Is My Property Suitable For Solar Panels?
In an ideal scenario, the perfect roof for solar PV is relatively large, south facing and has an angle of between 30º and 45º. However, the beauty of solar PV is that with the right specification and Eco Fortis design even non-perfect roofs will achieve fantastic results.
We’ve put some details together to help you with whether your property is suitable for solar PV, but in the finality if you have some specific questions contact us today for more information.
Here are some basic considerations:
You will need enough space to install solar panels on your roof. The exact space required will depend on the size of the solar panel system you have installed. An average solar panel system will need 21 sq m roof space. The minimum space you will need will be approximately 8 sq m for a 1kW system. The area where the solar panels will be installed on your roof should also be shade free for the majority of the day.
The angle of your roof is another factor to consider. Solar panels can be installed to pitched roof and flats roofs. Ideally, your roof will be a pitched roof between 10 and 60 degrees. However, an angled frame can be used on flat roofs to make them suitable for solar panels.
Conservation or Listed Buildings
Whilst most homes do not need planning permission to install solar panels, if your home is a listed building or in a conservation area you should speak to your council about whether you will need planning permission.
The further south you are in United Kingdom, the more light that will hit your solar PV panels. While solar PV is very popular in the south, it is still possible to achieve good performance and therefore significant financial returns further north.
The direction of your roof impacts how much electricity your solar panels will produce. The ideal direction is South, but West and East facing roofs will still perform well. If you are not sure which direction your roof faces, you can use Google Maps to find out.
The vast majority of roofs in the UK are structurally capable of taking the weight of solar panels. Roofs are designed to take loads of around 100Kg per square metre so are more than capable of supporting the weight of solar panels. That said, Eco Fortis expert will go thorough survey of your roof before commencing any installation to ensure your roof is suitable.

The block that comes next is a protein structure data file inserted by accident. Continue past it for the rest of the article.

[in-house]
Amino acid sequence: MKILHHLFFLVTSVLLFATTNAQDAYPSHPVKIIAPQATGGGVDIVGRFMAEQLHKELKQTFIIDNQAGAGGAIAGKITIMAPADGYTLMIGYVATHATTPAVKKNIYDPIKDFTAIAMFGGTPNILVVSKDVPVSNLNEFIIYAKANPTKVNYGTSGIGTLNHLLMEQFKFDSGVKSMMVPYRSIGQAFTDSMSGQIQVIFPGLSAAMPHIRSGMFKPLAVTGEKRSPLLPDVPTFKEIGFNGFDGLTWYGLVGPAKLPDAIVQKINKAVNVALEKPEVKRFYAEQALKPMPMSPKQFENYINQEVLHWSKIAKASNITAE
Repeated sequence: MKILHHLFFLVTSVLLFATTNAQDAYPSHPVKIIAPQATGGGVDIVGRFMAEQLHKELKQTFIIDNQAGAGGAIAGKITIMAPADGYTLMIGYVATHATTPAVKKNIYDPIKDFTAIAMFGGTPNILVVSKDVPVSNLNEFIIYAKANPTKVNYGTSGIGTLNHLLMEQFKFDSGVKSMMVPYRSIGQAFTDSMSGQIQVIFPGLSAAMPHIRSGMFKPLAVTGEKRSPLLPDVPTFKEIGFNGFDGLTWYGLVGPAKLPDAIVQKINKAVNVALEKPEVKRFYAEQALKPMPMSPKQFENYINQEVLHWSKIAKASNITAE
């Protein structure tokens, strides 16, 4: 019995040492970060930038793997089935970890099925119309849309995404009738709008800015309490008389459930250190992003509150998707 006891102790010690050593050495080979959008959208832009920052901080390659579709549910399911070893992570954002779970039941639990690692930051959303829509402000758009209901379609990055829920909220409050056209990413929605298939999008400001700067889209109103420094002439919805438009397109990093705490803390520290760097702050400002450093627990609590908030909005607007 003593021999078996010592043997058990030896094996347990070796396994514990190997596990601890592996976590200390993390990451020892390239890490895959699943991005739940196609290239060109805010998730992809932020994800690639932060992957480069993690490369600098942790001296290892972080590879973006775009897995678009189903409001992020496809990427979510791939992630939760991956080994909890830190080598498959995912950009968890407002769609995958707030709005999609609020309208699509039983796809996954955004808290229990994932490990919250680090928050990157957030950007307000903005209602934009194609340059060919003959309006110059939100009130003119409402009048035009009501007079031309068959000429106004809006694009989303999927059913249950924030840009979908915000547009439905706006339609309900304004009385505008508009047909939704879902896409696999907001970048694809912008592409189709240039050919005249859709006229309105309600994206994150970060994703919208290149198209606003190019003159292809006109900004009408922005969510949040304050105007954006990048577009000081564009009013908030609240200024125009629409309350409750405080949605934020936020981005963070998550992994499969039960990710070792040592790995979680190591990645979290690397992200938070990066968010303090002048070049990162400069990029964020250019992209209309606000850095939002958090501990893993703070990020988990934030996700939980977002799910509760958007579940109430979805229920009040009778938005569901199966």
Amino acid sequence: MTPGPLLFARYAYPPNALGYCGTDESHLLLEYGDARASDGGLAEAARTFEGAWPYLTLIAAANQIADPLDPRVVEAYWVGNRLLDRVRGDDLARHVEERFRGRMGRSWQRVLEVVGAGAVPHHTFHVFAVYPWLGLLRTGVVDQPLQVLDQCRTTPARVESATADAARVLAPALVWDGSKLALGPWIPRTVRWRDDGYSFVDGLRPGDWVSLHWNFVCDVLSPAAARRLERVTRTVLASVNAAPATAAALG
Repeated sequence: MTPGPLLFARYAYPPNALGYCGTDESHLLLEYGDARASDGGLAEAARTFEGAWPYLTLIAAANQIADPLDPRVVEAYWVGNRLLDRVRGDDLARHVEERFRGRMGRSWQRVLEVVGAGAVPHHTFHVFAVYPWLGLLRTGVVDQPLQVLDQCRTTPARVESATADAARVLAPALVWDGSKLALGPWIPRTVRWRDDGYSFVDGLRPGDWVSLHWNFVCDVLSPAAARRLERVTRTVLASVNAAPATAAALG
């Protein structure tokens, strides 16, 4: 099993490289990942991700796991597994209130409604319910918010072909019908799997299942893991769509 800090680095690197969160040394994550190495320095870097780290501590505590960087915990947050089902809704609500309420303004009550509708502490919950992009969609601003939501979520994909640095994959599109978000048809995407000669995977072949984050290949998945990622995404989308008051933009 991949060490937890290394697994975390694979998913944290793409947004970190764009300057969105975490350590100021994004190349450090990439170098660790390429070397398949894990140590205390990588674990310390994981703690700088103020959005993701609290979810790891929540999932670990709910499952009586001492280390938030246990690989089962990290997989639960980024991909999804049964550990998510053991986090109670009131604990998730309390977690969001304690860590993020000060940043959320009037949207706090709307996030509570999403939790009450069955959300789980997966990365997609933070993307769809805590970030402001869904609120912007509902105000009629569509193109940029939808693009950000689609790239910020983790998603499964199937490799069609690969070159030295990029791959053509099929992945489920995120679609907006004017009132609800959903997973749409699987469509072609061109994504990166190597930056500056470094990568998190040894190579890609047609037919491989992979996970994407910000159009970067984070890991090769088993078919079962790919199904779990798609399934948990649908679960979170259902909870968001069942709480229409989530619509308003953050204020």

To install solar panels at your house you must be, or have the permission of, the homeowner. Rented homes can still install solar panels but you must have the permission of the landlord and the FiT payments are likely to go to them.
On 1st April 2012, the government made some significant changes to the way in which the feed in tariff operates. Only homes with an energy performance certificate (EPC) rating of D or above are permitted to claim the full benefits of the feed in tariff.
The government has made conservative estimates, which suggest that approximately half of UK homes meet grade D. There is still a considerable amount of housing stock, including older buildings in particular that require modifications to improve energy efficiency. Some of the ways in which you can make improvements include a new boiler and insulation.
If you install a solar PV system however, it counts as 1 point under the new regulations and as such it is enough to take you into the next band. Therefore, if your property is currently rated E, you should apply for your EPC following the installation of a solar PV system. If you follow this process, your property should then be rated D.
Energy performance certificates were previously part of the home information pack, which has been scrapped. You may already have an energy performance certificate, but if you don’t Sustain are on hand to support you where necessary. We can take you through the details over the phone and give you all the guidance that you require.
In ideal circumstances there should be space next to your existing meter or consumer unit. We will need to install a separate consumer unit, potentially, if there is no room within the current consumer unit, an isolator and a generation meter. We will typically mount any of this new equipment on a board which is attached to the wall
For larger solar PV systems it may be necessary to seek permission from the distribution network operator (DNO), given that the electricity production is greater and more electricity is likely to be directed back to the grid.
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